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A: There are those who suspect Wildflower Center volunteers are the culpable and capable culprits. Yet, others think staff members play some, albeit small, role. You can torture us with your plant questions, but we will never reveal the Green Guru's secret identity.

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Ask Mr. Smarty Plants is a free service provided by the staff and volunteers at the Lady Bird Johnson Wildflower Center.

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Wednesday - November 26, 2003

From: Austin, TX
Region: Southwest
Topic: Best of Smarty, Turf, Grasses or Grass-like
Title: Mixture of native grasses as opposed to buffalo grass monoculture
Answered by: Nan Hampton and Stephen Bruegerhoff

QUESTION:

My husband and I just built our home on Lake Travis. Our lot is very rocky and is on the side of a hill. We would like to plant something on the incline at the front of our home that doesn't need a lot of maintenance (water, weeding or mowing). We have heard of buffalo grass, but understand there may be a weed control issue involved in raising it. We are planting bermuda tiff grass immediately around the house and are concerned with bringing more weeds in than necessary. The area we want to plant in buffalo or a similar grass is over our leach field. What do you suggest?

ANSWER:

Buffalograss ( Bouteloua dactyloides) does well in full sun and little water. The fact that the area you want to plant it in is your drainfield may mean that there would be an over-abundance of water for the buffalo grass to do well. An over-abundance of water will encourage weeds to grow and take over the area from the buffalo grass. However, if there is little water with great drainage and there is plenty of sun, buffalograss should do well.

There are several ways to establish buffalograss--seeds, turf or plugs. You can download a 3-page PDF article, Native Lawns, from the Native Plant Library on the Wildflower Center web page that will give you more information about establishing and maintaining your buffalograss lawn and native lawns in general. The article also describes ways to fight weeds in your lawn. By the way, buffalograss is a warm weather grass and will not start sprouting from seeds or putting out runners from plugs until spring. If you want immediate growth on the area you might also consider seeding it with a cool grass variety such as Canada Wild Rye (Elymus canadensis var. canadensis).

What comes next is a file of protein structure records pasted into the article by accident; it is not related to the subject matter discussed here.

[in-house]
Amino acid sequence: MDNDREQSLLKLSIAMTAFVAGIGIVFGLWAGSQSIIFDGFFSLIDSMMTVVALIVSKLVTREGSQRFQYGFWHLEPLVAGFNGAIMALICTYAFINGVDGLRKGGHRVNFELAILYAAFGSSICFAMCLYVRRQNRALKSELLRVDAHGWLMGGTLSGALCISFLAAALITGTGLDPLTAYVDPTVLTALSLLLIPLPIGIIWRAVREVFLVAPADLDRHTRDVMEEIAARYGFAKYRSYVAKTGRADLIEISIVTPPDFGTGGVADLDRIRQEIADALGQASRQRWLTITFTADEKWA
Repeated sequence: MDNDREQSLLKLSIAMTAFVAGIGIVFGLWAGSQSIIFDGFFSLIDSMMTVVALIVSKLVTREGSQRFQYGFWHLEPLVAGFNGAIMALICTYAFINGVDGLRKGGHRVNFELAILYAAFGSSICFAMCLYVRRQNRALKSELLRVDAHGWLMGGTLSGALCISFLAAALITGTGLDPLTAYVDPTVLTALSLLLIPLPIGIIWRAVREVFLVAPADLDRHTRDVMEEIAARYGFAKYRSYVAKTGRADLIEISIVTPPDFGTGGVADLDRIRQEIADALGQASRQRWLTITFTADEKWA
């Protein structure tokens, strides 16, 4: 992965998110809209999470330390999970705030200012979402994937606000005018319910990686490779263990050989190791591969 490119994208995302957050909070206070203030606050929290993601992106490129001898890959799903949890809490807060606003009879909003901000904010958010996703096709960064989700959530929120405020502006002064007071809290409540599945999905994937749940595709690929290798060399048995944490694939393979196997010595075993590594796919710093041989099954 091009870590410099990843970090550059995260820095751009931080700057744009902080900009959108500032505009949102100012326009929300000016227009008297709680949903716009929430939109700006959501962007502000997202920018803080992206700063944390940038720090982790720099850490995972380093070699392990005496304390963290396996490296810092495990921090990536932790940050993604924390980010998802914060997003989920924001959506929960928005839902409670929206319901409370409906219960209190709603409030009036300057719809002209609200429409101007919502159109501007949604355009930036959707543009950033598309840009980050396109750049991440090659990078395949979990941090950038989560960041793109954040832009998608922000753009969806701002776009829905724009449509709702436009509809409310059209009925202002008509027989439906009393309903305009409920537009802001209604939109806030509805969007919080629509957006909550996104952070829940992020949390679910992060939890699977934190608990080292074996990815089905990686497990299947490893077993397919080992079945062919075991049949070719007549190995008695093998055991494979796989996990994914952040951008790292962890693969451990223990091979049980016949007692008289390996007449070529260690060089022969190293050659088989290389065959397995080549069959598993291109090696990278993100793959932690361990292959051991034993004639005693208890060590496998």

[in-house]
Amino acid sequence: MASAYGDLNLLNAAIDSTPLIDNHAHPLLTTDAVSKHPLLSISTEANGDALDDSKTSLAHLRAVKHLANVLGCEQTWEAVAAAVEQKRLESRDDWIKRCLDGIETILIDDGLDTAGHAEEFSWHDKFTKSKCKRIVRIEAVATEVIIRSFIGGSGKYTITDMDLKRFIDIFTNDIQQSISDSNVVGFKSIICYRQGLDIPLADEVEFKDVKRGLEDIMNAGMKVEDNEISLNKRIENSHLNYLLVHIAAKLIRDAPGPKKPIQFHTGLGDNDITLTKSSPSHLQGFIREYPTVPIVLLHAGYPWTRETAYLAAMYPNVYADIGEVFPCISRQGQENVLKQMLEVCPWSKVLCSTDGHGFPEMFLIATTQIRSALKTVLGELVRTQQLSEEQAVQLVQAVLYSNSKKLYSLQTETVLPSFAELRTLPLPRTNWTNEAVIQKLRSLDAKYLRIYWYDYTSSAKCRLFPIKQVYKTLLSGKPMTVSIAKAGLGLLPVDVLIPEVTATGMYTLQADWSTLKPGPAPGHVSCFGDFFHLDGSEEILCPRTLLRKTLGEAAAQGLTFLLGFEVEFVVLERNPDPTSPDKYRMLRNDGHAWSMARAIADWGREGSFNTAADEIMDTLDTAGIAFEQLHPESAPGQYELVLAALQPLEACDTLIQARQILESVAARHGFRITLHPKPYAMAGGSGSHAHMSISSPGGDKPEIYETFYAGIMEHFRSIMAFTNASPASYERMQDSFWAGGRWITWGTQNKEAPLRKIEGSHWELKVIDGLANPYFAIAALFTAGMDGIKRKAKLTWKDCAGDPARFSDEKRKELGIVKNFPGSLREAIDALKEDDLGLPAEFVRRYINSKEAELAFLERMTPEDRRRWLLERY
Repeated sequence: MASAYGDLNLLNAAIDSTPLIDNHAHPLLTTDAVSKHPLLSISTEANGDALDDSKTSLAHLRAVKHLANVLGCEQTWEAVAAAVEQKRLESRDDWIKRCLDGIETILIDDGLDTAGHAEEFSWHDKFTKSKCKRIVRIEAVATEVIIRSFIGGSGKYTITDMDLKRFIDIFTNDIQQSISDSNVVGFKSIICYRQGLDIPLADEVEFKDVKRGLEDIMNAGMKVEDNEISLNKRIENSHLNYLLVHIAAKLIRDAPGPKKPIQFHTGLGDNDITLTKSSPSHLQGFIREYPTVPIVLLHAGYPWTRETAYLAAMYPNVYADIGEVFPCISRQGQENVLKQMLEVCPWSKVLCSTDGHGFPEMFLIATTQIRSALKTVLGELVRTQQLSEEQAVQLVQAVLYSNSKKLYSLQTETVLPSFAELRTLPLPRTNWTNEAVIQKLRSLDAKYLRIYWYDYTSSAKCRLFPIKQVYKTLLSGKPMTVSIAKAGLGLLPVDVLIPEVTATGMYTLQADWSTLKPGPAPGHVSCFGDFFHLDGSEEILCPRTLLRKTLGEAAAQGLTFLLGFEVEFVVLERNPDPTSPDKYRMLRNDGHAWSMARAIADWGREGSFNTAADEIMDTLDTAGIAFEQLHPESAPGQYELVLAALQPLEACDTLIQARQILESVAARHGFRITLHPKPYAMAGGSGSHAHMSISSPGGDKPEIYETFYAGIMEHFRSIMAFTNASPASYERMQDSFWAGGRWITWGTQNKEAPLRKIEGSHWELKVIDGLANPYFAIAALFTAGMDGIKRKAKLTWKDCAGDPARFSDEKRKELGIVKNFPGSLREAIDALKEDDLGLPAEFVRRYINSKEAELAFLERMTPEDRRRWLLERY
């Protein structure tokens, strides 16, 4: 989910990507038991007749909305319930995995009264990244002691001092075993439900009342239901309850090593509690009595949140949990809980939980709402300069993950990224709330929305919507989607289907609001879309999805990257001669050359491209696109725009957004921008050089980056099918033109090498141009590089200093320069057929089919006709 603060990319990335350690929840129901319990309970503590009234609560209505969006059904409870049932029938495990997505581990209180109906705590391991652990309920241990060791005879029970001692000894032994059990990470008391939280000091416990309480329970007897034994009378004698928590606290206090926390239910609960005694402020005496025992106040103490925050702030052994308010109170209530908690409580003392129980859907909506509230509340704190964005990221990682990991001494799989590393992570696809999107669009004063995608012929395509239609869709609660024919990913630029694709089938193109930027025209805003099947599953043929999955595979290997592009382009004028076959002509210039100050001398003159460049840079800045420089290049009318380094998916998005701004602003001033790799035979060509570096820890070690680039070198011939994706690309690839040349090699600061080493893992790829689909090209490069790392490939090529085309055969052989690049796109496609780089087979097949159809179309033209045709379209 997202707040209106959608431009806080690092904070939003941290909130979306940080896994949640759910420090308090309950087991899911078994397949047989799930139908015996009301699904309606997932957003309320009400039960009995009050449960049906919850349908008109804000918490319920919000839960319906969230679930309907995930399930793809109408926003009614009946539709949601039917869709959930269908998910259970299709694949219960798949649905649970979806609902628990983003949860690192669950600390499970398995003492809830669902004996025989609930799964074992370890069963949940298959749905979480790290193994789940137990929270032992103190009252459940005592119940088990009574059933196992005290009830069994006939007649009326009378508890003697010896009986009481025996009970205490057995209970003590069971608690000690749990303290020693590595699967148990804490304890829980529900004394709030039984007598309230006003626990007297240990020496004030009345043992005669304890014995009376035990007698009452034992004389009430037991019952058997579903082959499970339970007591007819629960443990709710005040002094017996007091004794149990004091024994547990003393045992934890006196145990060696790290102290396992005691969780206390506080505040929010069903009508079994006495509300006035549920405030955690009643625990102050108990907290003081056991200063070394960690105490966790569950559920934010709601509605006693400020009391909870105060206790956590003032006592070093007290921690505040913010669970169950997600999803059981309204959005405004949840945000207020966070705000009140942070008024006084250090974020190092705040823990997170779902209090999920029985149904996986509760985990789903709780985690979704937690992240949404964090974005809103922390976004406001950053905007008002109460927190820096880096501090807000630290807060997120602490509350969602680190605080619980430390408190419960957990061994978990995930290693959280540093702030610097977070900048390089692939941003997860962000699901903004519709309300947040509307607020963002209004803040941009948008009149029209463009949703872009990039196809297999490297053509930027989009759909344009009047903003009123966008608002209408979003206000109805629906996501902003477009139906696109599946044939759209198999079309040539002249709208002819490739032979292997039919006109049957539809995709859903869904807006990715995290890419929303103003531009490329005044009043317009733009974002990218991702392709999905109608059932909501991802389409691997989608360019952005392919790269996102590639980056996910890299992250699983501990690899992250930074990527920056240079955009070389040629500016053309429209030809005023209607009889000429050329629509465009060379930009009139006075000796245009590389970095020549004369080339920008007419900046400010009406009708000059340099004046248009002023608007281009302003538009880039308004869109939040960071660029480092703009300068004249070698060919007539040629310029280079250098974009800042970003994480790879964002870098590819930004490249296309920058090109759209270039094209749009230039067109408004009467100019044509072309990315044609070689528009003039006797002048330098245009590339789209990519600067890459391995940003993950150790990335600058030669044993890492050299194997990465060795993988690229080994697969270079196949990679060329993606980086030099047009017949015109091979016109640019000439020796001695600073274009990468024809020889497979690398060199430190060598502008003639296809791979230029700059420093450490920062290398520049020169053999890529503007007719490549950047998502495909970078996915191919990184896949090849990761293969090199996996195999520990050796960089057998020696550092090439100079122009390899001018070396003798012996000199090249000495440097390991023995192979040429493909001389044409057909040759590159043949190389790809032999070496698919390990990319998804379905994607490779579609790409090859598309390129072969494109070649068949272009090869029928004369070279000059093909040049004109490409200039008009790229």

As an alternative to a buffalograss mono-culture you might consider planting a mixture of grasses on the drainfield site. Native American Seed in Junction, Texas has a mixture specifically produced to be used on drainfields. If you wish to purchase seed from them, you can do so directly from the Wildflower Center website. Just scroll down to the prompt at the bottom of the page entitled "Buy Seeds". This will not cost you any extra for the purchase, and will help to benefit the Wildflower Center as well. The good folks at Native American Seed will aid with recommendations specific for your needs, and should also cover the issue of spreading cool season grass seed during these Fall/Winter months, as well as a follow-up with warm season grasses in the Spring.

This drainfield mixture contains: big bluestem, cereal rye grain, eastern gamagrass, green sprangletop, prairie wildrye, and switchgrass. However, some of these are tall grasses and may not be what you had in mind for your drainfield area. You can read about these grasses and others.

The bermuda grass turf you are laying is likely to have some other things (weeds) with it. Being especially careful to either mow or remove by hand the unwanted plants before they seed is one of the most important means of controlling them. Please see the "Native Plants" article cited above for more information.

 

From the Image Gallery


Buffalograss
Bouteloua dactyloides

Buffalograss
Bouteloua dactyloides

Buffalograss
Bouteloua dactyloides

Canada wild rye
Elymus canadensis

Canada wild rye
Elymus canadensis

Canada wild rye
Elymus canadensis

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